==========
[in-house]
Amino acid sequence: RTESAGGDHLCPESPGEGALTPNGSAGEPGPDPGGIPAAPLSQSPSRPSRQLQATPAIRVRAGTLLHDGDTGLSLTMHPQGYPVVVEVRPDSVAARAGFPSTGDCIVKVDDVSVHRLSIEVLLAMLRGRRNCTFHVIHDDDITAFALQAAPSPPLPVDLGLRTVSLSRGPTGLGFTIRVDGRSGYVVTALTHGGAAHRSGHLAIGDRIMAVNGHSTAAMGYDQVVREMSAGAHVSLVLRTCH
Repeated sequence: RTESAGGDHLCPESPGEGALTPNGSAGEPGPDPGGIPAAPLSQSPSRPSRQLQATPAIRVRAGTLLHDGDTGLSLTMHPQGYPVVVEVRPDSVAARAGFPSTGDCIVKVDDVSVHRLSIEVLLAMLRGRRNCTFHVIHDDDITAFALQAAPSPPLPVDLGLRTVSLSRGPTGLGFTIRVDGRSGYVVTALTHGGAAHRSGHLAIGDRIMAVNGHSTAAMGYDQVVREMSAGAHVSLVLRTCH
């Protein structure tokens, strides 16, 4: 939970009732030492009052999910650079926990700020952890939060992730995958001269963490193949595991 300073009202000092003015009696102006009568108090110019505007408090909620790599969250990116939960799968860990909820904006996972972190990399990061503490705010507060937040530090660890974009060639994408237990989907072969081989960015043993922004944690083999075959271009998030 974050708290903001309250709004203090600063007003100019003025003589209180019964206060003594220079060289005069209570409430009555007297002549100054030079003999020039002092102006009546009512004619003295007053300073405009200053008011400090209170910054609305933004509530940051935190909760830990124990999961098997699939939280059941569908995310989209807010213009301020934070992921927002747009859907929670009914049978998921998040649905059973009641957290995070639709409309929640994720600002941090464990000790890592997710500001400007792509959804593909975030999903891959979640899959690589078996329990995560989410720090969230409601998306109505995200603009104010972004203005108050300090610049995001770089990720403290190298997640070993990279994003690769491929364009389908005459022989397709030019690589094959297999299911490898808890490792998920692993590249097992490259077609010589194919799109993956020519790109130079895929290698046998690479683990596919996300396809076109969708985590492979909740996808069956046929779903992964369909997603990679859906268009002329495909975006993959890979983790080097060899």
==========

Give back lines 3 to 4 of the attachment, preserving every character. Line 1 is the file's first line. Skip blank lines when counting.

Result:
Repeated sequence: RTESAGGDHLCPESPGEGALTPNGSAGEPGPDPGGIPAAPLSQSPSRPSRQLQATPAIRVRAGTLLHDGDTGLSLTMHPQGYPVVVEVRPDSVAARAGFPSTGDCIVKVDDVSVHRLSIEVLLAMLRGRRNCTFHVIHDDDITAFALQAAPSPPLPVDLGLRTVSLSRGPTGLGFTIRVDGRSGYVVTALTHGGAAHRSGHLAIGDRIMAVNGHSTAAMGYDQVVREMSAGAHVSLVLRTCH
């Protein structure tokens, strides 16, 4: 939970009732030492009052999910650079926990700020952890939060992730995958001269963490193949595991 300073009202000092003015009696102006009568108090110019505007408090909620790599969250990116939960799968860990909820904006996972972190990399990061503490705010507060937040530090660890974009060639994408237990989907072969081989960015043993922004944690083999075959271009998030 974050708290903001309250709004203090600063007003100019003025003589209180019964206060003594220079060289005069209570409430009555007297002549100054030079003999020039002092102006009546009512004619003295007053300073405009200053008011400090209170910054609305933004509530940051935190909760830990124990999961098997699939939280059941569908995310989209807010213009301020934070992921927002747009859907929670009914049978998921998040649905059973009641957290995070639709409309929640994720600002941090464990000790890592997710500001400007792509959804593909975030999903891959979640899959690589078996329990995560989410720090969230409601998306109505995200603009104010972004203005108050300090610049995001770089990720403290190298997640070993990279994003690769491929364009389908005459022989397709030019690589094959297999299911490898808890490792998920692993590249097992490259077609010589194919799109993956020519790109130079895929290698046998690479683990596919996300396809076109969708985590492979909740996808069956046929779903992964369909997603990679859906268009002329495909975006993959890979983790080097060899």